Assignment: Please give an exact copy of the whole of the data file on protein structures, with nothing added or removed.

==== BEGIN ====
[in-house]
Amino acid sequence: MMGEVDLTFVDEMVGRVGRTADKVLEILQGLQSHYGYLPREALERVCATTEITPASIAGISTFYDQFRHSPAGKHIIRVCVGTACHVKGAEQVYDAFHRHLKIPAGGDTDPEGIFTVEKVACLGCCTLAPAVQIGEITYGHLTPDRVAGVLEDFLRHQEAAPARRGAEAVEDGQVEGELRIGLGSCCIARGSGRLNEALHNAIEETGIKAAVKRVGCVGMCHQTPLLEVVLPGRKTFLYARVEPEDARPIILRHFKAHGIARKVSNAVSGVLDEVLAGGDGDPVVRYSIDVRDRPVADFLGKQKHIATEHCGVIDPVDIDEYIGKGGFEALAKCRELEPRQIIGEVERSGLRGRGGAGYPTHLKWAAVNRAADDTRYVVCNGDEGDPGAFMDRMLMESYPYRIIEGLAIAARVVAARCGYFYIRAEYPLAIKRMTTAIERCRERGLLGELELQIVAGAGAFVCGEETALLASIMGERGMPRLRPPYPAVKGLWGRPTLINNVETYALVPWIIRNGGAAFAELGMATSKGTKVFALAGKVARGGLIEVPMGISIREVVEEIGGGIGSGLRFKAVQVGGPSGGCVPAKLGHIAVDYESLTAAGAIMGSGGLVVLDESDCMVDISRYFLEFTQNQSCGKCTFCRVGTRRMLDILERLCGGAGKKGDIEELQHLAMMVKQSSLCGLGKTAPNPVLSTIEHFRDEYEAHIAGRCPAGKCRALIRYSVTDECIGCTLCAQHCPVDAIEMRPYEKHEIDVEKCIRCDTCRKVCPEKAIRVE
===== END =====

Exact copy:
[in-house]
Amino acid sequence: MMGEVDLTFVDEMVGRVGRTADKVLEILQGLQSHYGYLPREALERVCATTEITPASIAGISTFYDQFRHSPAGKHIIRVCVGTACHVKGAEQVYDAFHRHLKIPAGGDTDPEGIFTVEKVACLGCCTLAPAVQIGEITYGHLTPDRVAGVLEDFLRHQEAAPARRGAEAVEDGQVEGELRIGLGSCCIARGSGRLNEALHNAIEETGIKAAVKRVGCVGMCHQTPLLEVVLPGRKTFLYARVEPEDARPIILRHFKAHGIARKVSNAVSGVLDEVLAGGDGDPVVRYSIDVRDRPVADFLGKQKHIATEHCGVIDPVDIDEYIGKGGFEALAKCRELEPRQIIGEVERSGLRGRGGAGYPTHLKWAAVNRAADDTRYVVCNGDEGDPGAFMDRMLMESYPYRIIEGLAIAARVVAARCGYFYIRAEYPLAIKRMTTAIERCRERGLLGELELQIVAGAGAFVCGEETALLASIMGERGMPRLRPPYPAVKGLWGRPTLINNVETYALVPWIIRNGGAAFAELGMATSKGTKVFALAGKVARGGLIEVPMGISIREVVEEIGGGIGSGLRFKAVQVGGPSGGCVPAKLGHIAVDYESLTAAGAIMGSGGLVVLDESDCMVDISRYFLEFTQNQSCGKCTFCRVGTRRMLDILERLCGGAGKKGDIEELQHLAMMVKQSSLCGLGKTAPNPVLSTIEHFRDEYEAHIAGRCPAGKCRALIRYSVTDECIGCTLCAQHCPVDAIEMRPYEKHEIDVEKCIRCDTCRKVCPEKAIRVE